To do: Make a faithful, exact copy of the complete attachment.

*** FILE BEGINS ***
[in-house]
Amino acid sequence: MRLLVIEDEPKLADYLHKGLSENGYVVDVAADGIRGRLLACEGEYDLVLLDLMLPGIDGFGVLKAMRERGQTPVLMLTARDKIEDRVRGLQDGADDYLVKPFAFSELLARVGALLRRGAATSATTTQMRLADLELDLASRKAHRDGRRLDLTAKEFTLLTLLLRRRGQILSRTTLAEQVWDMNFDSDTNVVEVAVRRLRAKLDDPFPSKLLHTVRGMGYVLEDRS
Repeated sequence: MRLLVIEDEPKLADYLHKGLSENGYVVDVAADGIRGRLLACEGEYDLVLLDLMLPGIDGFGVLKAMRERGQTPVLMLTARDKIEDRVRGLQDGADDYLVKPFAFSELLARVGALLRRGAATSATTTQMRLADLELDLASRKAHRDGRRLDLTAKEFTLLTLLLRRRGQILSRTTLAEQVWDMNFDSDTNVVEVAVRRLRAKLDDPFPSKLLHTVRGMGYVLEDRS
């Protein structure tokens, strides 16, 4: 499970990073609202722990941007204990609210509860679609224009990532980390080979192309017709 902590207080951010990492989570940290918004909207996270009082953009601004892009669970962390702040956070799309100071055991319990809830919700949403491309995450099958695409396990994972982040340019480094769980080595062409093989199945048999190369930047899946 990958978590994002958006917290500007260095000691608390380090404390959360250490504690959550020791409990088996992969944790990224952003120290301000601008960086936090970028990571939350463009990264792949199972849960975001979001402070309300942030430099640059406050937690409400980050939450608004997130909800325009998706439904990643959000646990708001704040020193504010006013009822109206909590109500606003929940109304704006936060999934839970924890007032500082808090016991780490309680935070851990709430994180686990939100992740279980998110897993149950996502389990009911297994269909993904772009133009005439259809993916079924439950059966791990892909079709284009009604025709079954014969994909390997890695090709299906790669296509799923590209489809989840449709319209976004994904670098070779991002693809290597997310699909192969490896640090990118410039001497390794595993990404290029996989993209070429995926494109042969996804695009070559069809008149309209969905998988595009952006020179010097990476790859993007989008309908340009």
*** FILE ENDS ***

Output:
[in-house]
Amino acid sequence: MRLLVIEDEPKLADYLHKGLSENGYVVDVAADGIRGRLLACEGEYDLVLLDLMLPGIDGFGVLKAMRERGQTPVLMLTARDKIEDRVRGLQDGADDYLVKPFAFSELLARVGALLRRGAATSATTTQMRLADLELDLASRKAHRDGRRLDLTAKEFTLLTLLLRRRGQILSRTTLAEQVWDMNFDSDTNVVEVAVRRLRAKLDDPFPSKLLHTVRGMGYVLEDRS
Repeated sequence: MRLLVIEDEPKLADYLHKGLSENGYVVDVAADGIRGRLLACEGEYDLVLLDLMLPGIDGFGVLKAMRERGQTPVLMLTARDKIEDRVRGLQDGADDYLVKPFAFSELLARVGALLRRGAATSATTTQMRLADLELDLASRKAHRDGRRLDLTAKEFTLLTLLLRRRGQILSRTTLAEQVWDMNFDSDTNVVEVAVRRLRAKLDDPFPSKLLHTVRGMGYVLEDRS
């Protein structure tokens, strides 16, 4: 499970990073609202722990941007204990609210509860679609224009990532980390080979192309017709 902590207080951010990492989570940290918004909207996270009082953009601004892009669970962390702040956070799309100071055991319990809830919700949403491309995450099958695409396990994972982040340019480094769980080595062409093989199945048999190369930047899946 990958978590994002958006917290500007260095000691608390380090404390959360250490504690959550020791409990088996992969944790990224952003120290301000601008960086936090970028990571939350463009990264792949199972849960975001979001402070309300942030430099640059406050937690409400980050939450608004997130909800325009998706439904990643959000646990708001704040020193504010006013009822109206909590109500606003929940109304704006936060999934839970924890007032500082808090016991780490309680935070851990709430994180686990939100992740279980998110897993149950996502389990009911297994269909993904772009133009005439259809993916079924439950059966791990892909079709284009009604025709079954014969994909390997890695090709299906790669296509799923590209489809989840449709319209976004994904670098070779991002693809290597997310699909192969490896640090990118410039001497390794595993990404290029996989993209070429995926494109042969996804695009070559069809008149309209969905998988595009952006020179010097990476790859993007989008309908340009």